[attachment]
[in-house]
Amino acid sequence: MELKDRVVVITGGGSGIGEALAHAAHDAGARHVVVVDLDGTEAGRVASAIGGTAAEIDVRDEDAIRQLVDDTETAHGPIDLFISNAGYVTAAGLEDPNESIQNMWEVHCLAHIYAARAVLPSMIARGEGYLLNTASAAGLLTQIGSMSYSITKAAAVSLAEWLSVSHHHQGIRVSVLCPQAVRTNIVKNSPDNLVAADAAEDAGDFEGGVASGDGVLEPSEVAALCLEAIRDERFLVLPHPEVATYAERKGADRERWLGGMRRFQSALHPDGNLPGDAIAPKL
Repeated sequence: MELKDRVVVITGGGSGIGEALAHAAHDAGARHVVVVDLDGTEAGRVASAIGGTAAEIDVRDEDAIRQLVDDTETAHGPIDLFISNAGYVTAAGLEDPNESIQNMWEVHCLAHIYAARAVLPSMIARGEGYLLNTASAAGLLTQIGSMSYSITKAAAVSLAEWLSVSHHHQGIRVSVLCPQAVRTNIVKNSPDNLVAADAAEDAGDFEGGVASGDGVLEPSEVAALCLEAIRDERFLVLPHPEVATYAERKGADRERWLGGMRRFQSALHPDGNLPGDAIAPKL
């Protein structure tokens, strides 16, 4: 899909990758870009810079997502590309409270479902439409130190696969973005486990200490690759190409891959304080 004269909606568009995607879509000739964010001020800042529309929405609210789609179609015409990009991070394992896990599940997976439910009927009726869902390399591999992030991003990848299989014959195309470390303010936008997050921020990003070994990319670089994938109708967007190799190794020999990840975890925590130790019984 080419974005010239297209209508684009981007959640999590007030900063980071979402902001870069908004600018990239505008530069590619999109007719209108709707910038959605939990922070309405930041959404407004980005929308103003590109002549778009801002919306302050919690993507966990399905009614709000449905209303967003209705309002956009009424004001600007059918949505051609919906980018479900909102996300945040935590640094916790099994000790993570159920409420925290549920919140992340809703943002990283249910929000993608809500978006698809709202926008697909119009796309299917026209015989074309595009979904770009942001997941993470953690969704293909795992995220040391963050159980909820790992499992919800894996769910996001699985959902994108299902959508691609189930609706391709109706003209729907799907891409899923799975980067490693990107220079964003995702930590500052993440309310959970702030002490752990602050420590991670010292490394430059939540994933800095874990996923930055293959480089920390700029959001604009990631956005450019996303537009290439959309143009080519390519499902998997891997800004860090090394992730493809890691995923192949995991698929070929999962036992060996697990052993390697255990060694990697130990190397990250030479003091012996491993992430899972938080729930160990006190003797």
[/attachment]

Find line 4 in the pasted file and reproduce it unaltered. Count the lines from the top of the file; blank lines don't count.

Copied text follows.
């Protein structure tokens, strides 16, 4: 899909990758870009810079997502590309409270479902439409130190696969973005486990200490690759190409891959304080 004269909606568009995607879509000739964010001020800042529309929405609210789609179609015409990009991070394992896990599940997976439910009927009726869902390399591999992030991003990848299989014959195309470390303010936008997050921020990003070994990319670089994938109708967007190799190794020999990840975890925590130790019984 080419974005010239297209209508684009981007959640999590007030900063980071979402902001870069908004600018990239505008530069590619999109007719209108709707910038959605939990922070309405930041959404407004980005929308103003590109002549778009801002919306302050919690993507966990399905009614709000449905209303967003209705309002956009009424004001600007059918949505051609919906980018479900909102996300945040935590640094916790099994000790993570159920409420925290549920919140992340809703943002990283249910929000993608809500978006698809709202926008697909119009796309299917026209015989074309595009979904770009942001997941993470953690969704293909795992995220040391963050159980909820790992499992919800894996769910996001699985959902994108299902959508691609189930609706391709109706003209729907799907891409899923799975980067490693990107220079964003995702930590500052993440309310959970702030002490752990602050420590991670010292490394430059939540994933800095874990996923930055293959480089920390700029959001604009990631956005450019996303537009290439959309143009080519390519499902998997891997800004860090090394992730493809890691995923192949995991698929070929999962036992060996697990052993390697255990060694990697130990190397990250030479003091012996491993992430899972938080729930160990006190003797």